Foundation, Concrete and Earthquake Engineering

Magnitude 8.6 Earthquake is not Enough for Sumatran Earthquake!

The recent magnitude 8.6 earthquake (11/4/2012) and its aftershock of magnitude 8.2 struck Indonesian island of Sumatra. The mainshock last for five minutes and aftershock last for four minutes. Though tsunami alert was announced but no tsunami of remarkable height was not appeared any coasts of the world specially Sumatran coast.

Now the question is the magnitude 8.6 earthquake was not enough for tsunami? This earthquake off the west coast of northern Sumatra, Indonesia, occurred as a result of strike-slip faulting within the oceanic lithosphere of the Indo-Australia plate. The quake was located approximately 100 km to the southwest of the major subduction zone that defines the plate boundary between the Indo-Australia and Sunda plates offshore Sumatra. At this location, the Indo-Australia plate moves north-northeast with respect to the Sunda plate at a velocity of approximately 52 mm/yr.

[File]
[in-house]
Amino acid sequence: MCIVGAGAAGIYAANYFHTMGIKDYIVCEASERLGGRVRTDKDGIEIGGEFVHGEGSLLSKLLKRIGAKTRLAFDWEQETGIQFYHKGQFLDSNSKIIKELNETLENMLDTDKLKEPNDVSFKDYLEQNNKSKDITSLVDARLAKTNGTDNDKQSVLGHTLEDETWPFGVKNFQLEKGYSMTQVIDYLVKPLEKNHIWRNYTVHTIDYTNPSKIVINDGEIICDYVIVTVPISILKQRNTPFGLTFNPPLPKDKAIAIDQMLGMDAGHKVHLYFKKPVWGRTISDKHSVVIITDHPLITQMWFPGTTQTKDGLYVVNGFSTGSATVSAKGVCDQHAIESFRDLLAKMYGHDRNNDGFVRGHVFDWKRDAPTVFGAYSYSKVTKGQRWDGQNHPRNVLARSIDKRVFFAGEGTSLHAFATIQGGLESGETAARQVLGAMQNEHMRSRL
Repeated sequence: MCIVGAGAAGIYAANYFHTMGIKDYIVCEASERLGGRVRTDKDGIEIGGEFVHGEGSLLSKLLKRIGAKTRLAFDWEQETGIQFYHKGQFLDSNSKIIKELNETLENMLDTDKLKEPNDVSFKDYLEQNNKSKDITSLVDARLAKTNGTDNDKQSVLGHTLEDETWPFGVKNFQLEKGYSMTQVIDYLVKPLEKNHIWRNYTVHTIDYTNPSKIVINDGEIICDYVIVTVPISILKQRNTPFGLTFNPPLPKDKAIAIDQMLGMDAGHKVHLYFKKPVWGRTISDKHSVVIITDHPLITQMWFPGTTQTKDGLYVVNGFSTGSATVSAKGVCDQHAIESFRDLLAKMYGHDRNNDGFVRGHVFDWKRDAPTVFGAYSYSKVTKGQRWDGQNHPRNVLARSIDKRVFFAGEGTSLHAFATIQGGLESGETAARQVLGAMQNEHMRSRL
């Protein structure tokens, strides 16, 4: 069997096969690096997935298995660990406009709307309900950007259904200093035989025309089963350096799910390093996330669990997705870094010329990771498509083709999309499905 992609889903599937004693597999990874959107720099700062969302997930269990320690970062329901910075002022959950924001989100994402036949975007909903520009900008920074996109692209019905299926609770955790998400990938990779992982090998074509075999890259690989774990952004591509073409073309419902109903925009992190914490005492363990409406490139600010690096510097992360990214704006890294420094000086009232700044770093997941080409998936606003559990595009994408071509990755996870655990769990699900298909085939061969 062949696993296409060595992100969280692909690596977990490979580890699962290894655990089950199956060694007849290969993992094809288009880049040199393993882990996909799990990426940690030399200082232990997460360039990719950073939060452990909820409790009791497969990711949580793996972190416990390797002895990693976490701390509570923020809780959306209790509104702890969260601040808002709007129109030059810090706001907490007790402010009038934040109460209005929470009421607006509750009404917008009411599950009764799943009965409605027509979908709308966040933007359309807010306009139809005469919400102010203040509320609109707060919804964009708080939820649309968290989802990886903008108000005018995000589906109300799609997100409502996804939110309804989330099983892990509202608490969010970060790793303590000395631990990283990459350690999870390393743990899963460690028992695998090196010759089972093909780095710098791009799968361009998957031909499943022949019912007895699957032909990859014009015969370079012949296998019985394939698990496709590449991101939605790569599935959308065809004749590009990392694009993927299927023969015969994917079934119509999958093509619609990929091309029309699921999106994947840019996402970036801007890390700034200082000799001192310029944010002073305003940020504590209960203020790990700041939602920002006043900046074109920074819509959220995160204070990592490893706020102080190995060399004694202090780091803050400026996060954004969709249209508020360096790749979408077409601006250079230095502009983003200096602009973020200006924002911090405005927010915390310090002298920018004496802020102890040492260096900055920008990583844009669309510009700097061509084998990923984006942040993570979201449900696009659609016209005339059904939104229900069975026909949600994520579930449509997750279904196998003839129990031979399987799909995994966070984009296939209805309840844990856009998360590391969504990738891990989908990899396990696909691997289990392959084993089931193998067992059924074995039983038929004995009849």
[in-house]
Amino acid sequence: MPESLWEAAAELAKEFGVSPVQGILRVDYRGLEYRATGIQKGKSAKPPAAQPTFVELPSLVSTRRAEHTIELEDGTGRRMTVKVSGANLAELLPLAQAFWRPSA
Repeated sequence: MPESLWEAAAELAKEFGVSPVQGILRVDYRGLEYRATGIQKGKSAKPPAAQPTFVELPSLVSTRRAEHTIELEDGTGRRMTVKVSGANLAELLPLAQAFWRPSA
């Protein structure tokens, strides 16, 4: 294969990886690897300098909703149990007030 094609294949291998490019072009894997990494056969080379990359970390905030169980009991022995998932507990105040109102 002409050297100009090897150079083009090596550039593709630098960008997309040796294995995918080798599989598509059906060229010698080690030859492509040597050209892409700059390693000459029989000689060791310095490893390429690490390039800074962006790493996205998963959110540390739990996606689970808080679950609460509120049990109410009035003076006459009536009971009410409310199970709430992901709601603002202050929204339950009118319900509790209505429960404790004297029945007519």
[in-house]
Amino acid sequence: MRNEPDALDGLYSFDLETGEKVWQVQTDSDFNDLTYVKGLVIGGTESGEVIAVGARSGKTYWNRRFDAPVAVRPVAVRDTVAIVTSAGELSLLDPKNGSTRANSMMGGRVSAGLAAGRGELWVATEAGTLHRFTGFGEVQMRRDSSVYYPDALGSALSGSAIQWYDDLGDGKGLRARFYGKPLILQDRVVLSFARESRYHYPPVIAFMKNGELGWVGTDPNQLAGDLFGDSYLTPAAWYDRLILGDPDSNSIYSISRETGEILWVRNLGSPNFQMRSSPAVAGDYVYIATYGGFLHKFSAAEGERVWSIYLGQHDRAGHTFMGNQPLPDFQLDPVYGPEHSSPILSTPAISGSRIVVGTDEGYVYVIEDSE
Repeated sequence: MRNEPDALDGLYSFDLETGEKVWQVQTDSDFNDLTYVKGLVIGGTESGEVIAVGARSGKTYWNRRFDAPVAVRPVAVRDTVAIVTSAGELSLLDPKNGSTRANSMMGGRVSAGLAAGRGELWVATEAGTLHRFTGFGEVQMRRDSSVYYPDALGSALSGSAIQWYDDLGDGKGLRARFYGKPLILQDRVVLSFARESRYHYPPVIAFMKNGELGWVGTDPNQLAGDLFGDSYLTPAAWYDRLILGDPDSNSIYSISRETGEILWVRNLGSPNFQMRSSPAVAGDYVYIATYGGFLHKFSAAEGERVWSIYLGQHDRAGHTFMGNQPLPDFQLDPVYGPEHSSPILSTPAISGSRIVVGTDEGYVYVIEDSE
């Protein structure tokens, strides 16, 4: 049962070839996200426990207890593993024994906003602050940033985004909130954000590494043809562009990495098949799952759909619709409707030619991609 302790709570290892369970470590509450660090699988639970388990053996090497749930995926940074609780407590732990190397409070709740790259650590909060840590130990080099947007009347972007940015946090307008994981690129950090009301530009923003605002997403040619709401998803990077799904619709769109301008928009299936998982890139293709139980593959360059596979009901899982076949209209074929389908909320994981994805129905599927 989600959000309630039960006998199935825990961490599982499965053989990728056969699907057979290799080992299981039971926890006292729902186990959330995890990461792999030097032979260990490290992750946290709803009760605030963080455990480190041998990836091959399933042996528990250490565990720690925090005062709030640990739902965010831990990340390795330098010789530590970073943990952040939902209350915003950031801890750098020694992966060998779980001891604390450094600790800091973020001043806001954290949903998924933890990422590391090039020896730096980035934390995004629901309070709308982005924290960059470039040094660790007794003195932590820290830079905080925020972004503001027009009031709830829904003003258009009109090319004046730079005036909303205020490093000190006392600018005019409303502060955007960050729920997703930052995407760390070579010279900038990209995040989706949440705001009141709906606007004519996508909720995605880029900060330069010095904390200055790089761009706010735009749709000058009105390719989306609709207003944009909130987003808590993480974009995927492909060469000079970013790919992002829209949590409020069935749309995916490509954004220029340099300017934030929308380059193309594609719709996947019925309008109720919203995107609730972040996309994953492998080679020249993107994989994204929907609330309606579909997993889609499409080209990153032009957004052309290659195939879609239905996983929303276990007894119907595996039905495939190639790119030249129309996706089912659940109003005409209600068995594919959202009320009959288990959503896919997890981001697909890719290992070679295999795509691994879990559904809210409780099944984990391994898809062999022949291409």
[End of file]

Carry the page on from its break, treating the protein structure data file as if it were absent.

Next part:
indonesian sumatra earthquake tsunami warning
Large strike-slip earthquakes, while rare, are not unprecedented in this region of the Indo-Australian plate. Since the massive M 9.1 earthquake that ruptured a 1300 km long segment of the Sumatran megathrust plate boundary in December of 2004, three large strike-slip events have occurred within 50 km of the April 11, 2012 even.These earthquakes occurred on April 19 2006 (Mw6.2), October 4 2007 (Mw6.2) and January 10, 2012 (Mw7.2). In all three cases, the style of faulting was similar. These events align approximately with fabric of the sea floor in the diffuse boundary zone between the Indian and Australian plates.

This quake seems to be a large earthquake within the Indian Plate and the plate has broken in a sort of lateral way. It's a sort of tearing earthquake, and this is much less likely to cause a tsunami because it's not displacing large volumes of water.

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